He was the first member of Congress to take his oath on a Koran. But the controversies didn’t end there. In a 2007 speech, he suggested that the U.S. was a “totalitarian” power, compared George W. Bush to Hitler, and implied that 9/11 had been engineered by the Bush White House. Ellison later walked back those statements, acknowledging that Osama bin Laden, not Bush, was in fact behind 9/11.

Sami al-Arian

In 2007, in violation of administration policy, Ellison and other members of Congress visited Syria, a designated state sponsor of terrorism. In Saudi Arabia, Ellison waxed poetic over the experience of being in the same country as Mecca and Medina. In 2008, he expressed support for Sami al-Arian, who had been dismissed from the faculty of the University of South Florida for aiding the terrorist group Palestinian Islamic Jihad. In 2010, Ellison decried supposed Israeli influence over U.S. foreign policy, finally sparking criticism by the Anti-Defamation League, which had previously bent over backwards to avoid chiding him.

Kim Jong-un and friends

While frequently excoriating Israel for defending itself against terrorist attacks, Ellison has had good things to say about Iran – and even North Korea. Speaking on a panel last August, he said that while “the world always thought” Kim Jong-un “was not a responsible leader,” the dictator was in fact “acting more responsible [sic] than this guy is” – “this guy” being the President of the United States, Donald Trump. Ellison had to walk back that statement, too.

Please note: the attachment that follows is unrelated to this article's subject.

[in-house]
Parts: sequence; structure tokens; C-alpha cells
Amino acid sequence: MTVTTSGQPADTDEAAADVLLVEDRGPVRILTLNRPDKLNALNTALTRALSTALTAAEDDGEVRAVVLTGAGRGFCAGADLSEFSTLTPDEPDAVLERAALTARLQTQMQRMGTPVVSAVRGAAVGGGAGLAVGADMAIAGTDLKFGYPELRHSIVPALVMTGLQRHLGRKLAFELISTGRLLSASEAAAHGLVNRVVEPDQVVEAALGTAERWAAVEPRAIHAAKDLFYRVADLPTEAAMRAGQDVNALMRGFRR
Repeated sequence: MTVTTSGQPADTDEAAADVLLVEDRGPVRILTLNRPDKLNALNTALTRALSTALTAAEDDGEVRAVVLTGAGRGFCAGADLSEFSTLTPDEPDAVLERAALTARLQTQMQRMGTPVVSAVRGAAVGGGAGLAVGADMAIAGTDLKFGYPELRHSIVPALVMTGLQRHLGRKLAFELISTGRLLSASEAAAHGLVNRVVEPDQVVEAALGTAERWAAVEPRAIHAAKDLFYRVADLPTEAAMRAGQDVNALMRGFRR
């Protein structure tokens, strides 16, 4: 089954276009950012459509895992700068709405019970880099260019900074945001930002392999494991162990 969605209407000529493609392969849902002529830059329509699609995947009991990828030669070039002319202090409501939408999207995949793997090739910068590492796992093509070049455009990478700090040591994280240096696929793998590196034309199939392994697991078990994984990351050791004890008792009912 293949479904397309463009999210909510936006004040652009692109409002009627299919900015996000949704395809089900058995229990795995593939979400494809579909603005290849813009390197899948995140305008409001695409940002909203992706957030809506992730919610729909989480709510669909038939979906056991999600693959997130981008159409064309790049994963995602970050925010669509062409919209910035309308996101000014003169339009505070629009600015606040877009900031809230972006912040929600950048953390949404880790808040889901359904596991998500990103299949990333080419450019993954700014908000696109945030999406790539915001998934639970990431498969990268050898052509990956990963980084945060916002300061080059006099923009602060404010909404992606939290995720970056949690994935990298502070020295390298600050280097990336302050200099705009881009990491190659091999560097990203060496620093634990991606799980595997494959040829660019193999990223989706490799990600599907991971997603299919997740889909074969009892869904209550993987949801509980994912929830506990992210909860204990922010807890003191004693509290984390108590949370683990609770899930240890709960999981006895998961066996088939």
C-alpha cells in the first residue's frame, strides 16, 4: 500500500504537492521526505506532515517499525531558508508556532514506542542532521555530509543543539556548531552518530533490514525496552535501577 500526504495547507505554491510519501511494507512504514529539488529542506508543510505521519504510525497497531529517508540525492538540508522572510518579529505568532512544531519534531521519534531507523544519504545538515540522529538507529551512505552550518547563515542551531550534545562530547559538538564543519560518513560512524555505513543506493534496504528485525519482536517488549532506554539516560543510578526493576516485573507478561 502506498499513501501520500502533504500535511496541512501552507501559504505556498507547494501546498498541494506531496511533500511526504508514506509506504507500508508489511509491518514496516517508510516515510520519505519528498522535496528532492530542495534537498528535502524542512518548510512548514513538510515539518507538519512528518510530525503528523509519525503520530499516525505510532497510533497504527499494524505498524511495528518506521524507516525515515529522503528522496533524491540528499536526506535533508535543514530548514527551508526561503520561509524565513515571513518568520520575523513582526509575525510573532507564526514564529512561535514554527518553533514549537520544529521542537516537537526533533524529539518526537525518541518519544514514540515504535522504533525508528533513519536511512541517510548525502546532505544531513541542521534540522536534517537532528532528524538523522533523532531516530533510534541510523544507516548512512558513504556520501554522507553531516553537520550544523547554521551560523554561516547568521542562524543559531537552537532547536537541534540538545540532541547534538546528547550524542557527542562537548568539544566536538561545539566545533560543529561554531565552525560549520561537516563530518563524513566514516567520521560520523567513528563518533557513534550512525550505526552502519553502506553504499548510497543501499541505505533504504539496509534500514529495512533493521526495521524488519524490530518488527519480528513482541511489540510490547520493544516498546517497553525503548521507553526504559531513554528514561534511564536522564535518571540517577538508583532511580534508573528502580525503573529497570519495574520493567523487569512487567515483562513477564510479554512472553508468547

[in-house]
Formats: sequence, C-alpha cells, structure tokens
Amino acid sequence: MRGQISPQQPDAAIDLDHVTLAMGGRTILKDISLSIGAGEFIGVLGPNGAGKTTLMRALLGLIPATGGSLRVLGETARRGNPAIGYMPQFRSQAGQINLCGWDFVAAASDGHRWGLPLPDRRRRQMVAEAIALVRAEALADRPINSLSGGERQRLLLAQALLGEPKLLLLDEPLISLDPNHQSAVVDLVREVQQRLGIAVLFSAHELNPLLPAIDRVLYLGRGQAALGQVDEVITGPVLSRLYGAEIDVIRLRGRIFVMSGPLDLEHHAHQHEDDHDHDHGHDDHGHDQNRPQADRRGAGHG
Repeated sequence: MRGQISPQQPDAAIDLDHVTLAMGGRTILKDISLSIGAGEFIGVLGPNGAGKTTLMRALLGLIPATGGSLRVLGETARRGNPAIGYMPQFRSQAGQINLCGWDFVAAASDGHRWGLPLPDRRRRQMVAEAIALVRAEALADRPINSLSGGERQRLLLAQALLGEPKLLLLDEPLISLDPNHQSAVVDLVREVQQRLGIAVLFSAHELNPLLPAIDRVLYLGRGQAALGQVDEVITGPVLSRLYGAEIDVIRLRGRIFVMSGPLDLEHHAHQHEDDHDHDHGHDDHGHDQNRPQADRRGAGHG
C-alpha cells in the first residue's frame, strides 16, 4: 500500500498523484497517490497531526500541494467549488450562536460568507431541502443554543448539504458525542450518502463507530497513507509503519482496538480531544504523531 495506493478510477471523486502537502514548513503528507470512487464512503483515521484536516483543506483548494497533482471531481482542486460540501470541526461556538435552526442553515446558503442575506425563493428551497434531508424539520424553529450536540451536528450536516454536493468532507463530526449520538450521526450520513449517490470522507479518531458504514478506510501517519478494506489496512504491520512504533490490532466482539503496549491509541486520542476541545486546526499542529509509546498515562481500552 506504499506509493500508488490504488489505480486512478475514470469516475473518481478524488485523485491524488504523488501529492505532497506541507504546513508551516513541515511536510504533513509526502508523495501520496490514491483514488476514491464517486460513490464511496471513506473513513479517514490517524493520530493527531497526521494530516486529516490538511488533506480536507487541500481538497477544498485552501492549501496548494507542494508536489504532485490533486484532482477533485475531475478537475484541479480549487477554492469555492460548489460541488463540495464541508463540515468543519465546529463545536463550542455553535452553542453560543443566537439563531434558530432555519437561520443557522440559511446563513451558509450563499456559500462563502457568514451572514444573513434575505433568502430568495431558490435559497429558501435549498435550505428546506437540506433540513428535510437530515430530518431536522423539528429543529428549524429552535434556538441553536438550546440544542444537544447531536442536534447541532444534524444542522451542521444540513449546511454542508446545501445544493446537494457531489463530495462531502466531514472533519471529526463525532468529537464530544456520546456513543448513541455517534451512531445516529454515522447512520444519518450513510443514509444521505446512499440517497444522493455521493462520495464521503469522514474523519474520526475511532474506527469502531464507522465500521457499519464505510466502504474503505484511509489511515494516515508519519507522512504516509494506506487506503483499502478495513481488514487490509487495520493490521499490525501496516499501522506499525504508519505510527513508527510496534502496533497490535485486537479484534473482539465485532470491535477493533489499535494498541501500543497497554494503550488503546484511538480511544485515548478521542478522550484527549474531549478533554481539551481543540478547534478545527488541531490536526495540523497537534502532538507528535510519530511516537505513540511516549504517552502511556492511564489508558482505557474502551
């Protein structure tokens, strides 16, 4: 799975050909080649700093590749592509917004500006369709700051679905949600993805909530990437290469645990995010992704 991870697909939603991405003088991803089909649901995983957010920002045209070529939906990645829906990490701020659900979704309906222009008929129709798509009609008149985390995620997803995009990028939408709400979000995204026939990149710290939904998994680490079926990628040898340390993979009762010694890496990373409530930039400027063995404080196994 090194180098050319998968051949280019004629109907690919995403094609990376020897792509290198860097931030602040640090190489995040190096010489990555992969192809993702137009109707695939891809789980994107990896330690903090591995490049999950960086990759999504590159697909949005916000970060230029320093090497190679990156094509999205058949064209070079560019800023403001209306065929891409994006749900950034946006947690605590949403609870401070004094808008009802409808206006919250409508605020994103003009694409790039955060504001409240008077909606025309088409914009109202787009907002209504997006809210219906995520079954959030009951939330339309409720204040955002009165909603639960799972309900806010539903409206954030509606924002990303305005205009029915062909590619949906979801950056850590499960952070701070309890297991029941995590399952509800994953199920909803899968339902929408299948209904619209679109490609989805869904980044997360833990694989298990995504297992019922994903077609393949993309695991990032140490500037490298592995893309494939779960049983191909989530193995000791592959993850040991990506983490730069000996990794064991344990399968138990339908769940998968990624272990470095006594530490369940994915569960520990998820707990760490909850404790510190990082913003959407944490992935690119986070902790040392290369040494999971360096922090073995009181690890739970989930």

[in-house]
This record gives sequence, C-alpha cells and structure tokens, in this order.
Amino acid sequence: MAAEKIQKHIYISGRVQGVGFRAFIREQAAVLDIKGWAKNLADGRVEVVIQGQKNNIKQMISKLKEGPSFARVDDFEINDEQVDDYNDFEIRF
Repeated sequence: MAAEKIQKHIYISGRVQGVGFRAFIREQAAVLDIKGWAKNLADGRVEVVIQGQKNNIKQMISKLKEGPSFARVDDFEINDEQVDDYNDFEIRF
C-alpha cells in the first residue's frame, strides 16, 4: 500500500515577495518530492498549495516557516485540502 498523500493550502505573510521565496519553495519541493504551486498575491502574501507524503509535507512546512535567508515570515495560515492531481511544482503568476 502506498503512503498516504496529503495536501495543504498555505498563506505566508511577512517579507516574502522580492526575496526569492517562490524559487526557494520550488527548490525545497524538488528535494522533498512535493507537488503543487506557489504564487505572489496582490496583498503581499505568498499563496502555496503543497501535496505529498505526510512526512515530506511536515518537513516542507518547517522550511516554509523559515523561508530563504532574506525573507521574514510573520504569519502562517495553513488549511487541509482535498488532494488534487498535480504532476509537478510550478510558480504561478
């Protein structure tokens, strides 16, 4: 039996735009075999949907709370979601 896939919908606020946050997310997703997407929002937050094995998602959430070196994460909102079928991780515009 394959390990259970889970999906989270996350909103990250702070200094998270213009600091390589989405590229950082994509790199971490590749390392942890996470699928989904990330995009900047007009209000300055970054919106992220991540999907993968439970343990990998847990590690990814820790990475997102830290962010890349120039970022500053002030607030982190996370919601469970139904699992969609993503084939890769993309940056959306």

In November 2016, Ellison was the “progressive” choice for chair of the Democratic National Committee. When Tom Perez beat him, Perez asked that Ellison be chosen to serve as his Deputy Chair; Ellison won by a unanimous voice vote. His ascent to this party position clinched his role as the most powerful and prominent Muslim in the U.S. But, as we’ll see on Thursday, it certainly didn’t persuade him to take a less radical line in his politics.

Collaborating in Warsaw

German soldiers marching in Warsaw shortly after the start of the Nazi occupation